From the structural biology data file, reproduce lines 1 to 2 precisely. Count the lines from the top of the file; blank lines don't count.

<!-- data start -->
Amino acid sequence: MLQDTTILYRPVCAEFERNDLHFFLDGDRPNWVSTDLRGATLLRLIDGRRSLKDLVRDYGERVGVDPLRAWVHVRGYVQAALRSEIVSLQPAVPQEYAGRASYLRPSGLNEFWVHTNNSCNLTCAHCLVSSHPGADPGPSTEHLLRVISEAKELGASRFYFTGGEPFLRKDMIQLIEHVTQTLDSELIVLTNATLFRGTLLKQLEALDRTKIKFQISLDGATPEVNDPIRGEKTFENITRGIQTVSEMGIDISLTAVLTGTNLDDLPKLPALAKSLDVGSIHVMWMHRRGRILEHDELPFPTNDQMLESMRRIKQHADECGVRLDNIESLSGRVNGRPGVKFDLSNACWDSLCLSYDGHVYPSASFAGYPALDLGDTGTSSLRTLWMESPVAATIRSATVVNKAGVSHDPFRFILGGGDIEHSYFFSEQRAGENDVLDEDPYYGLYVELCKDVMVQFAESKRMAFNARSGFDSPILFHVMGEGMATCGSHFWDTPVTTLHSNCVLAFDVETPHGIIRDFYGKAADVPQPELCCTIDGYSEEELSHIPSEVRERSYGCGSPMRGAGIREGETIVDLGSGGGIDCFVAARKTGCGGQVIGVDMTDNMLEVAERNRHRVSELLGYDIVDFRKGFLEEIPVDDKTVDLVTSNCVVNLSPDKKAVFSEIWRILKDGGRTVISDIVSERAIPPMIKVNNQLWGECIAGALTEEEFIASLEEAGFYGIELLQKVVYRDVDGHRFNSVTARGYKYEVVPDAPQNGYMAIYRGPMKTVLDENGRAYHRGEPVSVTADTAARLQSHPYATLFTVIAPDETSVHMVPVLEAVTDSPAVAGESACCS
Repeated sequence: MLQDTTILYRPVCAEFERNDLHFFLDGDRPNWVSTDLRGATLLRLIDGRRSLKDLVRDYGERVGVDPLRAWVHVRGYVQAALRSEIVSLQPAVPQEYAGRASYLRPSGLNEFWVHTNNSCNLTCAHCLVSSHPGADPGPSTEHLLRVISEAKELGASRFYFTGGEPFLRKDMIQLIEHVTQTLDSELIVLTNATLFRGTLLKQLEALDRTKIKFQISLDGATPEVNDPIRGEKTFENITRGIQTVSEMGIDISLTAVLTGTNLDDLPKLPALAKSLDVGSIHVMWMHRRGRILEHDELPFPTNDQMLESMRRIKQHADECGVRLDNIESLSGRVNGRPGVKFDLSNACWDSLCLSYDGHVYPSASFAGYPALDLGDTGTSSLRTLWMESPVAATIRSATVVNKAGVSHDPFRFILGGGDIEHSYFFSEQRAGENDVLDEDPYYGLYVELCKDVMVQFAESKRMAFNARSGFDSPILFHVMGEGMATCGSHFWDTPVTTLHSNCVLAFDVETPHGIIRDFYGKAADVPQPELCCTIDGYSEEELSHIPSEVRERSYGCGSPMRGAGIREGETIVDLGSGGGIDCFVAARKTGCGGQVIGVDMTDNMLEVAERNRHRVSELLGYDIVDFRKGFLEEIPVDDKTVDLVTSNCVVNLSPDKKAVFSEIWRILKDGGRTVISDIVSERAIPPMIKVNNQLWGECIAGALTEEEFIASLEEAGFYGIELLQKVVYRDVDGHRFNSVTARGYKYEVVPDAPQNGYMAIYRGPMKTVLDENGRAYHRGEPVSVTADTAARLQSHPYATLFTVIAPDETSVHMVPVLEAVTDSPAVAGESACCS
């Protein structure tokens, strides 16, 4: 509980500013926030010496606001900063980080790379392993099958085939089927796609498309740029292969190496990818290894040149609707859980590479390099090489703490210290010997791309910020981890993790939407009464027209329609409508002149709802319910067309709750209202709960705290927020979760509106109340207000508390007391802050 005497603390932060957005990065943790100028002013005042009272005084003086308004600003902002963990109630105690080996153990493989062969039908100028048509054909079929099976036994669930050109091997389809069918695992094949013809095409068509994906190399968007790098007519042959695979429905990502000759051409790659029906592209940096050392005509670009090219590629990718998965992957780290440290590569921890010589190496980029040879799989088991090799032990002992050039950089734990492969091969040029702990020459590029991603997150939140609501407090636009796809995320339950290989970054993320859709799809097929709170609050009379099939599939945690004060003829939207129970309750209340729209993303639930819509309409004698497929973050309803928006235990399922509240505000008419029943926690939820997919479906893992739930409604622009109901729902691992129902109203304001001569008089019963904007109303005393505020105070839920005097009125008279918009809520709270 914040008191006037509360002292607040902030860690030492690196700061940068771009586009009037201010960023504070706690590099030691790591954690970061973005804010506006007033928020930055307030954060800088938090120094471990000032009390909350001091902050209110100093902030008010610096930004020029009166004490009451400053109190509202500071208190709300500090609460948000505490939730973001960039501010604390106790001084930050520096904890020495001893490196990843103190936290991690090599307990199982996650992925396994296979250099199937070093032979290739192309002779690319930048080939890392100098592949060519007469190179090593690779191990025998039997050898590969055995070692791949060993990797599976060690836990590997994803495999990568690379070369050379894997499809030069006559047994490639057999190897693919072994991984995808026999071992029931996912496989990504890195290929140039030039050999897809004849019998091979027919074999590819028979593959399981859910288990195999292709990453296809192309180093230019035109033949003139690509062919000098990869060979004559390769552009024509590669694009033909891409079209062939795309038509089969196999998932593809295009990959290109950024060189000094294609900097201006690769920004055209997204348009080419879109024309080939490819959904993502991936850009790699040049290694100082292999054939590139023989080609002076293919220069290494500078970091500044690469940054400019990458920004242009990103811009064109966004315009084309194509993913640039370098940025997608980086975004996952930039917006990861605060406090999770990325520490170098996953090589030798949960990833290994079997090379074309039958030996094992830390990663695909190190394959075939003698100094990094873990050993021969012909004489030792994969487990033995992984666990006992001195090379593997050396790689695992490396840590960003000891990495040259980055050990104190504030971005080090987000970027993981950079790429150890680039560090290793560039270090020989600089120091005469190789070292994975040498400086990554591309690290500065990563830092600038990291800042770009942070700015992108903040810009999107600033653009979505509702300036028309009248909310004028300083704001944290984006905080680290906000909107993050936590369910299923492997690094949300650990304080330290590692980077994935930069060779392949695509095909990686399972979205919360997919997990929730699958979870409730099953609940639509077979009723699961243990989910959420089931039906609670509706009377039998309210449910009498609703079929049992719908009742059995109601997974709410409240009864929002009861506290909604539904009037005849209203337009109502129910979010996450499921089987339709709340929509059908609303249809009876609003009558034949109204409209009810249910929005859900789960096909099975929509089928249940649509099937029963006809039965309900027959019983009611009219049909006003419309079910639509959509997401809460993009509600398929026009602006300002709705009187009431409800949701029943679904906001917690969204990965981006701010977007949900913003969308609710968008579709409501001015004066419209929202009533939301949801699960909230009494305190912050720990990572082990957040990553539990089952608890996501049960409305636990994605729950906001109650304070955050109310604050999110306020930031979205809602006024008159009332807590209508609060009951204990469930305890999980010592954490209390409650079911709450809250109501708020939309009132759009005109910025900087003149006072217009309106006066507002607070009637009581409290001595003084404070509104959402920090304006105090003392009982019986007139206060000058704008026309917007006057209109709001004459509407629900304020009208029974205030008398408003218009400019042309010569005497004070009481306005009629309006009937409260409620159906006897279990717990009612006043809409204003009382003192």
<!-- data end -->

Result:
Amino acid sequence: MLQDTTILYRPVCAEFERNDLHFFLDGDRPNWVSTDLRGATLLRLIDGRRSLKDLVRDYGERVGVDPLRAWVHVRGYVQAALRSEIVSLQPAVPQEYAGRASYLRPSGLNEFWVHTNNSCNLTCAHCLVSSHPGADPGPSTEHLLRVISEAKELGASRFYFTGGEPFLRKDMIQLIEHVTQTLDSELIVLTNATLFRGTLLKQLEALDRTKIKFQISLDGATPEVNDPIRGEKTFENITRGIQTVSEMGIDISLTAVLTGTNLDDLPKLPALAKSLDVGSIHVMWMHRRGRILEHDELPFPTNDQMLESMRRIKQHADECGVRLDNIESLSGRVNGRPGVKFDLSNACWDSLCLSYDGHVYPSASFAGYPALDLGDTGTSSLRTLWMESPVAATIRSATVVNKAGVSHDPFRFILGGGDIEHSYFFSEQRAGENDVLDEDPYYGLYVELCKDVMVQFAESKRMAFNARSGFDSPILFHVMGEGMATCGSHFWDTPVTTLHSNCVLAFDVETPHGIIRDFYGKAADVPQPELCCTIDGYSEEELSHIPSEVRERSYGCGSPMRGAGIREGETIVDLGSGGGIDCFVAARKTGCGGQVIGVDMTDNMLEVAERNRHRVSELLGYDIVDFRKGFLEEIPVDDKTVDLVTSNCVVNLSPDKKAVFSEIWRILKDGGRTVISDIVSERAIPPMIKVNNQLWGECIAGALTEEEFIASLEEAGFYGIELLQKVVYRDVDGHRFNSVTARGYKYEVVPDAPQNGYMAIYRGPMKTVLDENGRAYHRGEPVSVTADTAARLQSHPYATLFTVIAPDETSVHMVPVLEAVTDSPAVAGESACCS
Repeated sequence: MLQDTTILYRPVCAEFERNDLHFFLDGDRPNWVSTDLRGATLLRLIDGRRSLKDLVRDYGERVGVDPLRAWVHVRGYVQAALRSEIVSLQPAVPQEYAGRASYLRPSGLNEFWVHTNNSCNLTCAHCLVSSHPGADPGPSTEHLLRVISEAKELGASRFYFTGGEPFLRKDMIQLIEHVTQTLDSELIVLTNATLFRGTLLKQLEALDRTKIKFQISLDGATPEVNDPIRGEKTFENITRGIQTVSEMGIDISLTAVLTGTNLDDLPKLPALAKSLDVGSIHVMWMHRRGRILEHDELPFPTNDQMLESMRRIKQHADECGVRLDNIESLSGRVNGRPGVKFDLSNACWDSLCLSYDGHVYPSASFAGYPALDLGDTGTSSLRTLWMESPVAATIRSATVVNKAGVSHDPFRFILGGGDIEHSYFFSEQRAGENDVLDEDPYYGLYVELCKDVMVQFAESKRMAFNARSGFDSPILFHVMGEGMATCGSHFWDTPVTTLHSNCVLAFDVETPHGIIRDFYGKAADVPQPELCCTIDGYSEEELSHIPSEVRERSYGCGSPMRGAGIREGETIVDLGSGGGIDCFVAARKTGCGGQVIGVDMTDNMLEVAERNRHRVSELLGYDIVDFRKGFLEEIPVDDKTVDLVTSNCVVNLSPDKKAVFSEIWRILKDGGRTVISDIVSERAIPPMIKVNNQLWGECIAGALTEEEFIASLEEAGFYGIELLQKVVYRDVDGHRFNSVTARGYKYEVVPDAPQNGYMAIYRGPMKTVLDENGRAYHRGEPVSVTADTAARLQSHPYATLFTVIAPDETSVHMVPVLEAVTDSPAVAGESACCS